The second decade of the 21st century is approaching the 18th green, and like any extended measure of time, its scorecard features lots of circles and squares. From the swift validation of three budding superstars to all the can’t-miss kids who did, from long putters and flagsticks to Ryder Cup theatrics, the 2010s made a hasty exit from the Tiger Woods Expressway and wound up in a town full of bright ideas and fresh faces.
Not that it always has been the friendliest of places.
Shane Lowry’s British Open triumph at Royal Portrush emitted an unmistakably giddy vibe: a relative unknown winning the world’s most hallowed tournament in Northern Ireland, which hadn’t hosted the event since 1951 despite possessing perhaps the finest golf terrain on earth. The bearded Irishman, who lives less than 200 miles from Portrush, became the 10th European to claim a major title in the 2010s.
From 2000 through 2009, there had been just one. Take another bow, Padraig Harrington.
With his unlikely victory, Lowry removes the question mark that had punctuated his career and replaces it with an exclamation point. It also forges a happy ending to a decade that began with the game wading through the hip-deep sludge of Woods’ marital indiscretions, a tale of rampant infidelity so salacious that it landed on the cover of the New York Post for 20 consecutive days – one more than the Sept. 11 terrorist attacks. The tabloids obviously love the smell of rotten eggs, but the unraveling personal life shed some funky sunlight on how remarkable a sportsman Woods had become.
A pro golfer is charging up the newsroom at TMZ? You’ve got to be kidding.
Between fire hydrants, painkillers and back surgeries, Woods spent most of the next seven years searching. He did enjoy a terrific 2013 season, winning five times on the PGA Tour, but Phil Mickelson, Tiger’s longtime Wile E. Coyote, turned in the finishing kick of the decade to swipe the Claret Jug that summer. It was a landmark performance by the same guy who just happened to win the 2010 Masters, the first major held after Elin Nordegren began swinging at her husband’s SUV with a 9-iron.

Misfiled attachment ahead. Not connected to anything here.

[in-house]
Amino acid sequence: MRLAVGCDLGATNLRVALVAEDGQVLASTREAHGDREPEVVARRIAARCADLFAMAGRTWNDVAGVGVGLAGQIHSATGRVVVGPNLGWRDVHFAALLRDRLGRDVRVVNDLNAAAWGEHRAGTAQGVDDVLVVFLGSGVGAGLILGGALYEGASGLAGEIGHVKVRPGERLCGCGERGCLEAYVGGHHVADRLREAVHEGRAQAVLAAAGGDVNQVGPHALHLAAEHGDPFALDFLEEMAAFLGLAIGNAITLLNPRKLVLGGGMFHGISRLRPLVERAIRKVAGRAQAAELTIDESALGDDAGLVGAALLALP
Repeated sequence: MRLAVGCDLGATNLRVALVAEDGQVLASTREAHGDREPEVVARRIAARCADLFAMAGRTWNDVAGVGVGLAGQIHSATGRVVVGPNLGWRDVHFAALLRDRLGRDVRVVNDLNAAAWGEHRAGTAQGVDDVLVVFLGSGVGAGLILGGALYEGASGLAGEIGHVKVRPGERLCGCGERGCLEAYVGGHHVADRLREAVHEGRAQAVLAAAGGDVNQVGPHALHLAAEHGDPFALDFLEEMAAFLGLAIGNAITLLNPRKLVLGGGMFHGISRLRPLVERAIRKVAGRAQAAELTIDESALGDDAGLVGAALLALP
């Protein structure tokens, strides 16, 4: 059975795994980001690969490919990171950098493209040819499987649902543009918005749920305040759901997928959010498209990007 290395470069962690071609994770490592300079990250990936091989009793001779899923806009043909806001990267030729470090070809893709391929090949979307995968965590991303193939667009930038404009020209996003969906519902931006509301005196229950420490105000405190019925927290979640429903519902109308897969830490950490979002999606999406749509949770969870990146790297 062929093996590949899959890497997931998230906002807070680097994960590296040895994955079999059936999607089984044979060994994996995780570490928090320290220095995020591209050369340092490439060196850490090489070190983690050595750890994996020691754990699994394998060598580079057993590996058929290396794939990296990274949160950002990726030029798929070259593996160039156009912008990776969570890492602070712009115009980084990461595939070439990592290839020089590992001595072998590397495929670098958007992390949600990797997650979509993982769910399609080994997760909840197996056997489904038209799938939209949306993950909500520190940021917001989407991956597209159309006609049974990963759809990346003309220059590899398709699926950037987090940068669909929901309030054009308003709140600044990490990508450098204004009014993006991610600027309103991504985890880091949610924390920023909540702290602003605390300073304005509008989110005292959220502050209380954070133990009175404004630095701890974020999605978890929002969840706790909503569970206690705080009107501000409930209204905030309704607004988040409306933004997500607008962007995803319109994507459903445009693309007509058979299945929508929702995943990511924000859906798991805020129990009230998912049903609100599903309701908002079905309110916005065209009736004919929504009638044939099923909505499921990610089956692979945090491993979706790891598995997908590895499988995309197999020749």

It turned out to be plenty of club. Woods continued to compete, but the heroics got thrown out with the halo.
Enter the Euros and the South Africans, who combined to capture the next six majors, not one of them from Lee Westwood, Europe’s most consistent player. Golf’s balance of power hadn’t just shifted. It hopped onto the fastest boat it could find and headed east across the Atlantic. Consider that in 2011, Luke Donald and Webb Simpson were the most productive players in America, and if you can name who finished third and fourth on that year’s money list, congratulations. You get to pick out one of those gigantic stuffed teddy bears on the top shelf.
Nothing against Nick Watney or K.J. Choi, but golf was reeling. A star-driven enterprise was without incandescence. That ungoverned landscape would soon be patrolled by Rory McIlroy, a precocious and exquisitely talented lad who literally had a Tiger poster on his bedroom wall as a kid. The Woods Effect was surfacing in all shapes and sizes. Most notably in physical specimens such as Dustin Johnson and Brooks Koepka, current U.S. Open champ Gary Woodland and Jason Day, who looks like he’s going to rule the kingdom for three or four years, then disappears for six months to fix a busted body part.
Jordan Spieth would supplant McIlroy, and Koepka would overthrow Spieth, but the three of them combined to win 11 major titles in the 2010s. All three were virtual locks for the World Golf Hall of Fame before their 30th birthdays, and McIlroy, who turned 30 in May, is the oldest of the trio. Regardless of what Woods brings to the party from here on, the game is in ultra-capable hands, if not the steadiest ones. Although Spieth can’t hit a fairway to save his life these days, you could make a case that he’s the decade’s most important player.
His 2015 Masters triumph remains a big, big deal. Not just because he slipped his arms inside a green jacket at age 21, but because Spieth won two more majors in the next 27 months and gave America’s on-the-fence golf fans a teddy bear of their own to hug. Koepka seems a bit unimpressed with the ramifications of stardom, a trait that might help explain his stunted popularity. Spieth knows how to flow with the glow, how to effortlessly handle fame with an innate sense of modesty and clearly stated appreciation for all that has gone right in his life.
It’s a combo every mother can wrap her arms around.
We’ll see where the biggest win of his life takes Lowry. Is he another Danny Willett or the reincarnation of Harrington in a fun-size body? Only the 2020s can tell us, and they’re not saying a word, so we’ll stay in the here and now and provide a geographic breakdown of majors won in the 2010s:
United States 21.
South Africa 3.
Aside from the 2016 Ryder Cup, it’s Uncle Sam’s only victory against the Euros this decade.
John Hawkins is a longtime sportswriter who spent 14 years covering the PGA Tour for Golf World magazine. From 2007 to 2011, he was a regular on Golf Channel’s “Grey Goose 19th Hole.” Email: firstname.lastname@example.org